I had planned to explain this event’s importance as part of my address to the audience. But, alas, I’ll have only 45 minutes, so will be getting right to business. Instead, I’ll explain it all here, sitting in a Raleigh coffee shop, and proud to be a citizen of this state that owes so much of its recent success to science and education – and a state that desperately needs to be snapped out of its stupor.
Dazed by $80,000,000 worth of campaigning in 2012 (“Follow the money,” 2012), we have witnessed an arrogant government, in effect, vilify science and education. Helping to spur this backward thinking is John Droz, a retired real-estate investor and fellow with the American Tradition Institute (which is tied to fossil fuel interests). In a recent presentation [a Droz slidedeck] to the General Assembly, he called smart meters “fascism in a box” and environmentalism a “new world religion backed by the United Nations.” Among his cited sources were,
Whistleblower, the monthly magazine companion of WorldNetDaily a website that promotes conspiracy theories about topics such as President Obama’s citizenship; Quadrant, a conservative Australian magazine that was involved in a scandal over publishing fraudulent science and the Institute for Creation Research a Texas outfit that rejects evolution and promotes Biblical creationism and the notion that “All things in the universe were created and made by God in the six literal days of the Creation Week.” (Surgis, 2013)
Also carrying some influence is John Skvarla, the newly appointed Secretary for the state’s Department of the Environment and Natural Resources. He apparently believes that oil is a renewable resource, saying “The Russians for instance have always drilled oil as if it’s a renewable resource, and so far they haven’t been proven wrong.“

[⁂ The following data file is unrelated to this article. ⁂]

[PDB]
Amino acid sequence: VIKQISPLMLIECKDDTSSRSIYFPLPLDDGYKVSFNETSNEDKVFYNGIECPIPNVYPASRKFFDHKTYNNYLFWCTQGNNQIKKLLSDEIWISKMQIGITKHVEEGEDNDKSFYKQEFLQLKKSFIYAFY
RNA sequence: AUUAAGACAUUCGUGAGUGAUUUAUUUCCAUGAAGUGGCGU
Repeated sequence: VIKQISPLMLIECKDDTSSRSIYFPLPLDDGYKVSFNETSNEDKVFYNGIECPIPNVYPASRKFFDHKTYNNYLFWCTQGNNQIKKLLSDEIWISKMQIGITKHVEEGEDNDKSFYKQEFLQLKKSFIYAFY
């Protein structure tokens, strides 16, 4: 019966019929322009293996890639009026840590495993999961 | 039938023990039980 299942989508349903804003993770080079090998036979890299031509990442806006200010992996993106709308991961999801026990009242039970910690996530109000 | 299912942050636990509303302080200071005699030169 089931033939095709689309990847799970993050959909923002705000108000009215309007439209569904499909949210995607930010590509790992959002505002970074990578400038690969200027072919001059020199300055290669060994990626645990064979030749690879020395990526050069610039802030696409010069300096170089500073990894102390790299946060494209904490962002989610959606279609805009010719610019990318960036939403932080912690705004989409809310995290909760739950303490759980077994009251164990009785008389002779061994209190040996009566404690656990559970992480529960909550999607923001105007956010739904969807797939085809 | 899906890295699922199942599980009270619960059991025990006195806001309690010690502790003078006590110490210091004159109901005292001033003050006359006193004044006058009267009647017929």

And then there are the legislators of 20 coastal counties, where developers have been stifled by the notion of sea level rise. So to make things better for developers, They introduced a bill that outlaws the rise of the sea, or at least how it’s measured. From House Bill 819, Section 2.
This whole business prompted comedian, Stephen Colbert to say on the air, “If your science gives you a result you don’t like, pass a law saying the result is illegal. Problem solved.“
The dramatic decline in Tobacco farming in North Carolina, illustrated in this graphic (North Carolina Department of Agriculture), has meant an enormous hardship for rural NC. As part of Raleigh’s efforts to find a new cash crop, the Biofuels Center of North Carolina was established five years ago, researching, developing and testing a variety of crops biomass crops.
|The now defunct Biofuels Center of North Carolina web site|
The center closed its doors last week. The General Assembly cut the center’s entire $4.3 million budget. In the words of Steven Burke, the centers CEO,
“The center, a growing biofuels community statewide, and companies considering new facilities here share dismay that North Carolina has visibly pulled back from the nation’s lead state biofuels agency and from long-term commitment to comprehensive biofuels development.” “No longer pursuing advanced biofuels with a focused, comprehensive strategy will lessen opportunity to create rural jobs, strengthen agriculture, and create an enormous biofuels and biomaterials sector.”
There’s not much that a few thousand science teachers can do, except to be mindful that science is neither fact nor theology. It’s a way of looking at the world, observing, hypothesizing, predicting, testing, evaluating and adapting. It is both personal and social, and following someone else’s standards for what’s to know (to be taught) is as repudiating to what science is as outlawing the results.
I look forward to seeing many of you at the NSTA conference this week in Charlotte. I’ll be inBallrooms C&D at 2:00 on Friday afternoon.